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Detailed Mediation process


 Mediation puts you in the driver's seat of conflict resolution.  


Mediators are neutral facilitators. We guide open, confidential discussions, helping you craft your own agreement, not one forced upon you. This process preserves your autonomy, provides a shield of privacy, and spurs efficient resolutions. Mediation is typically faster and less costly than court proceedings or self-adjudication, making it a smart choice both personally and financially.  


Here, you control the outcome, contributing to long-term satisfaction and preventing future disputes.  ​

Getting in Touch

It all starts with a single phone call or email. Two parties or more are at odds. One of them (or all of them) thinks litigation is not the right option to solve their dispute. They usually give me a call or organize an intro session to discuss the issue.

Together, we determine whether mediation is the right solution for you and how to make it happen.

Then, if all parties are willing to give it a shot, we meet in a kick-off session where we make sure everyone agrees to mediation and understands the rules.

Mediation is confidential. Everything that is said in mediation cannot be used in later legal proceedings.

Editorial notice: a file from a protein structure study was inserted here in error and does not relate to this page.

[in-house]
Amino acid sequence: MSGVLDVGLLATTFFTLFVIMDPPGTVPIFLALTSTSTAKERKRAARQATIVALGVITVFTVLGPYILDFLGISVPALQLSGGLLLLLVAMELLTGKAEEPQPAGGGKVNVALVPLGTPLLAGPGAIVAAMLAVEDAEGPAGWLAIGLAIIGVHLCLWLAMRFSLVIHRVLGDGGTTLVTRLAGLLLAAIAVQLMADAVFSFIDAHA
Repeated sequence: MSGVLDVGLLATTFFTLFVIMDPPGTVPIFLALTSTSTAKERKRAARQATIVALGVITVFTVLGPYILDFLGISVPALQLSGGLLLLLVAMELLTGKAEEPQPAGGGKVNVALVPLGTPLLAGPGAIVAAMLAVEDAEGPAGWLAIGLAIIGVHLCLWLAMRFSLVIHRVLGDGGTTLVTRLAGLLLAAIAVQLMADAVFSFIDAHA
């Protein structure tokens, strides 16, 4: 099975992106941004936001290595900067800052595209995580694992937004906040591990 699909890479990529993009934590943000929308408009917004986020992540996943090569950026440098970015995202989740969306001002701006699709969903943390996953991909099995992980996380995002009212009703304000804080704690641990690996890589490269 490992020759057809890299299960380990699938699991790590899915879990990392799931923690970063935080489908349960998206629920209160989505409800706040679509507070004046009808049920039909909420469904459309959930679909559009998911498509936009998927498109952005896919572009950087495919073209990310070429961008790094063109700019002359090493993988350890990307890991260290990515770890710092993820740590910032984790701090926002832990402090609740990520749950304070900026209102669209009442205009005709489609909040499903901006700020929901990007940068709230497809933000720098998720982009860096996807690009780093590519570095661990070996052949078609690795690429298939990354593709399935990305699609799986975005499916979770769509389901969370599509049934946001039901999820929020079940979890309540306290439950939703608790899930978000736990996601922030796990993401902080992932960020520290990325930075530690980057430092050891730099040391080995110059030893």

Conducting the mediation

We will meet once or multiple times for mediation sessions.


The length of those sessions varies depending on multiple factors: we can set a limit to the length of each session, or we can decide that the session will last as long as necessary to solve a given issue. In short: it depends on your needs.

Generally speaking, there is no set number of mediation sessions required to solve a problem unless agreed otherwise. Here again, it depends on factors such as: how conflictive the group is, how open to mediation people are, or how complex the issue is -and, of course, how talented the mediator is!

We can meet online or onsite. Meeting in person is always preferable but I understand it is not always possible for everyone.

The outcomes of mediation

What mediation does, and why it works. 

A successful mediation can have different outcomes. Ideally, the parties come to an agreement that they formalize as an enforceable contract between them. Research shows that people are more likely to enforce the terms of their agreements when they designed it themselves in mediation -as opposed to court-issued rulings.

However, a successful mediation can also mean that no agreement is reached during our session but after. Quite often, the mediation is an opportunity for the parties to re-establish contact and learn non-violent communication and collaborative problem-solving. Parties will sometimes leave the mediation without a deal, and work out their own deal some time later.

If that is your case, I encourage you to reach back to me and tell me about it. 


Unlike negotiation services, mediation pricing needs to be adjusted to your specific dispute.

Upon first contact with me, I will tell you my base rate and adjust it depending on the length and complexity of your situation, but also on your budget.


Families in distress do not have the same needs and financial means than, say, a very large company in dispute with its suppliers.


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